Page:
“That went well,” Glory said as she said good-bye for the day.
Juniper scowled. “Appearances can be deceiving.”
Glory patted her shoulder. “Don’t be so gloomy. The day will be over before you know it. See you tonight.”
Juniper stood and watched her go, waving as if Glory had left her at the pound.
Glory drove to the Butterfly Creek General Store to buy a freshly made doughnut, and to say a quick hi to her friend Lorna.
“Glory Bea!” Lorna said when Glory walked in through the squeaky screen door. Lorna shooed aside her husband, who was restocking the countertop display of topography maps popular with hikers. “Juan, sweetie. Go cover the register while I visit with our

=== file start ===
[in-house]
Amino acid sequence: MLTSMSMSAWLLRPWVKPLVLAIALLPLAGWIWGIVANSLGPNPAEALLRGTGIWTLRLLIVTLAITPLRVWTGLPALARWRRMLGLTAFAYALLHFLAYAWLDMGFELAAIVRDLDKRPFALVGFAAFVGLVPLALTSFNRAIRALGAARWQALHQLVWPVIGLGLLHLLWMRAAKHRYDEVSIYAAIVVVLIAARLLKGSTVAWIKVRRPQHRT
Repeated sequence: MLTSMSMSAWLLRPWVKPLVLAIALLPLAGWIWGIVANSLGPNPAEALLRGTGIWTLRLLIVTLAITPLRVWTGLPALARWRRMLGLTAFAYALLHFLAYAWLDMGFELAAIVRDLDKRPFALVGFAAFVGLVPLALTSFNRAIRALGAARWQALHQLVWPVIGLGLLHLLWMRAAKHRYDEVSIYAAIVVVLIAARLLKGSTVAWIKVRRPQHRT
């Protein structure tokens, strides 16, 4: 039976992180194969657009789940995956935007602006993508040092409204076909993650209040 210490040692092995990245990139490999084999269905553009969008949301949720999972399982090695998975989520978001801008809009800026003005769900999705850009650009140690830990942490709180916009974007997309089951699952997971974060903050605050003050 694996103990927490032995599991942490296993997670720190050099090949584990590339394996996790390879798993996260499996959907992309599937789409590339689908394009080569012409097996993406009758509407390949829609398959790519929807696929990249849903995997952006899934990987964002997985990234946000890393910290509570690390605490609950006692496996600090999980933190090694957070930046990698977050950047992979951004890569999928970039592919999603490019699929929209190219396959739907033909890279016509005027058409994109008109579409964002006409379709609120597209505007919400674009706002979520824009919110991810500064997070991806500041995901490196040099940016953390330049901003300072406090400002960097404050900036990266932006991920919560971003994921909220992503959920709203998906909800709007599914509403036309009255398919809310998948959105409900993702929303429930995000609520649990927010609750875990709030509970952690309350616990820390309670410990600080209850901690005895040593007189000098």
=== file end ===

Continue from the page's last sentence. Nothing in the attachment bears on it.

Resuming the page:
.” She looped a mug through her finger. “I hosed off the chairs this morning, so check before you sit down in a puddle. I can’t wait to hear all about the wedding. I hope you brought pictures.”
“Soon. I’ll post them on the Web site.”
Lorna sighed. “Oh, well, that’s something to look forward to then, isn’t it? I gotta get me one of those laptop computers. My great-nephew Elliot carries his everywhere he goes. My niece is worried he’ll end up working for the Geek Squad, but I say more power to him. So, what was it like? Do pirates party like bikers or Girl Scouts? Did they make anyone walk the plank?”
“Actually, it was fairly sedate.”
“That doesn’t tell me a thing. Come on, girl! I need specifics. Surely there was a smidgen of debauchery. Did a bridesmaid dance on a tabletop in her slip? Did anyone stand up at the ‘give a reason these two should not be married’? Just once in my lifetime I would dearly love to see that happen. I guess that’s only on soap operas, right?”